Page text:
National Editor Tom KarstSitting at the kitchen table and surfing the Interweb this morning before I jump back in the reliable 1997 Honda Civic and motor to work, I notice that the U.S. Apple storage numbers reported by The Packer's Andy Nelson show that total U.S. apple holdings are way up.
The December storage report show that total U.S. apple holdings are up 9% from a year ago, despite short crops from Michigan and New York this year. The report showed about 103 million bushels of fresh-market apples had yet to shipped as of Dec. 1, up from 95 million bushels on Dec. 1, 2011, and also 9% higher than the five-year average.
From Andy's coverage:
Freeze-related losses in Michigan and New York continue to be offset by an expected record crop in Washington. By variety, about 34 million bushels of fresh-market red delicious had yet to be shipped as of Dec. 1, up from 31.5 million bushels last year at the same time.
Holdings also were up for other major varieties. Galas rose from 16.2 million to 17.6 million bushels, fujis from 10.4 million to 17 million bushels, golden delicious from 10 million to 11.1 million bushels and granny smiths from 10.3 million to 10.8 million bushels.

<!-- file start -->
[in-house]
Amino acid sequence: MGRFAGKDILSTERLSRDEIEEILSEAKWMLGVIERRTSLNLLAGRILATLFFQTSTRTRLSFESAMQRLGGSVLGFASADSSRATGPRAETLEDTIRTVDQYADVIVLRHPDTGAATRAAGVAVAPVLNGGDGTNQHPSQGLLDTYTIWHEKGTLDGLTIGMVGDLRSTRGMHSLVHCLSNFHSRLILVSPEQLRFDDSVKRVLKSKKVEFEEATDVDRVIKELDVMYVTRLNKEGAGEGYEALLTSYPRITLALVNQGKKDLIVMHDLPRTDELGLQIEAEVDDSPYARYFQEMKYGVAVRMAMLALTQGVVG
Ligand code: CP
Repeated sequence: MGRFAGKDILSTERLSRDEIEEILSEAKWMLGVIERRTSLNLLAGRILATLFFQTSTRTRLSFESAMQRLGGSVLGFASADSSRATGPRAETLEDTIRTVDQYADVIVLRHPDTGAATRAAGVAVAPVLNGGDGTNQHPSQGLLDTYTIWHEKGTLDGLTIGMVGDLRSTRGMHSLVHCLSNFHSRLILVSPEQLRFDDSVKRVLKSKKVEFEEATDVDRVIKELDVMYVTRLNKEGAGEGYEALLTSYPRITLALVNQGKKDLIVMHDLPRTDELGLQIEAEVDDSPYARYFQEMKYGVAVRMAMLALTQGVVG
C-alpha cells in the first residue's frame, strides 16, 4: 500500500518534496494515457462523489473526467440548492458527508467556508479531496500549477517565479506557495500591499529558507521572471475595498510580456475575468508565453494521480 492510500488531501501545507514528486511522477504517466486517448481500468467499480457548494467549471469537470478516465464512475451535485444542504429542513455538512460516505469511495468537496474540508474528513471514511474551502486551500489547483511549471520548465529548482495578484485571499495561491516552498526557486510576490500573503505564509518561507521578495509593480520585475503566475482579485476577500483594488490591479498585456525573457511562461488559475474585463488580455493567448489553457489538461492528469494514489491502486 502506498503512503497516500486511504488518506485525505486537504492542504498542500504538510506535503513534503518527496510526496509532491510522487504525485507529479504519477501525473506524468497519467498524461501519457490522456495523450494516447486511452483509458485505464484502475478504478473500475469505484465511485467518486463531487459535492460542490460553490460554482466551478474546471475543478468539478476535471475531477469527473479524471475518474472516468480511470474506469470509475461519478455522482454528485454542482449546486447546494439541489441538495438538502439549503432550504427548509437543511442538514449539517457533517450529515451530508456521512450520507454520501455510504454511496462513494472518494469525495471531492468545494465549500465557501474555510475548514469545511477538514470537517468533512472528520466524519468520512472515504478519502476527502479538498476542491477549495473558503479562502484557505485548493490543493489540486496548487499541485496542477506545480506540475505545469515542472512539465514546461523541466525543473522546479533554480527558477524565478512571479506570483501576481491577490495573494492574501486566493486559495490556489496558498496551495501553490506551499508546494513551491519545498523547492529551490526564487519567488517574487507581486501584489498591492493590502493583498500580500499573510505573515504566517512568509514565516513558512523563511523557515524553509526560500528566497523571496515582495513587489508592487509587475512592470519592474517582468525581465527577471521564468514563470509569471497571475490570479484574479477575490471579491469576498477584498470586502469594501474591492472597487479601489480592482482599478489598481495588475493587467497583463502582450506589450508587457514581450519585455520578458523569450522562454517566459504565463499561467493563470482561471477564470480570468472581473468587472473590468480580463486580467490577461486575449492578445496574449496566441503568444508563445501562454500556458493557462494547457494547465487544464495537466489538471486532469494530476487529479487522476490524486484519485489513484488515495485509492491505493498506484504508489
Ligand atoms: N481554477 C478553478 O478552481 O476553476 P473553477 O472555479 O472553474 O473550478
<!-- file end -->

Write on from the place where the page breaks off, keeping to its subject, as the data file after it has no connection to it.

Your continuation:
I didn't see this number in Andy's coverage but I read in another report that the Washington fresh apple crop is close to 130 million cartons, up from an initial estimate of 109 million cartons. Bigger than projected size had a great deal to do with the upsized crop in Washington state.
Amazingly, the Washington fresh crop is 20 million cartons more than the previous record output despite a significant swatch of hail.
If apple marketers in Washington state thought they could put sales on autopilot this year, the new storage report is certainly a jolt. Prices for Washington Extra Fancy red delicious 72s have sagged from $24-26 in mid-October to $20-22 per carton on Dec. 10.
Even so, diminishing volume from the East and Midwest should create outstanding movement and promotion opportunities for apple marketers going forward. And exports are doing well, running well ahead of last year's pace.
For all apple marketers, the "short " crop in 2012 may lead to a tremendously large crop of U.S. apples in 2013, with expectations that the East and Midwest growing areas will bounce back and Washington state will continue its ascending fresh production.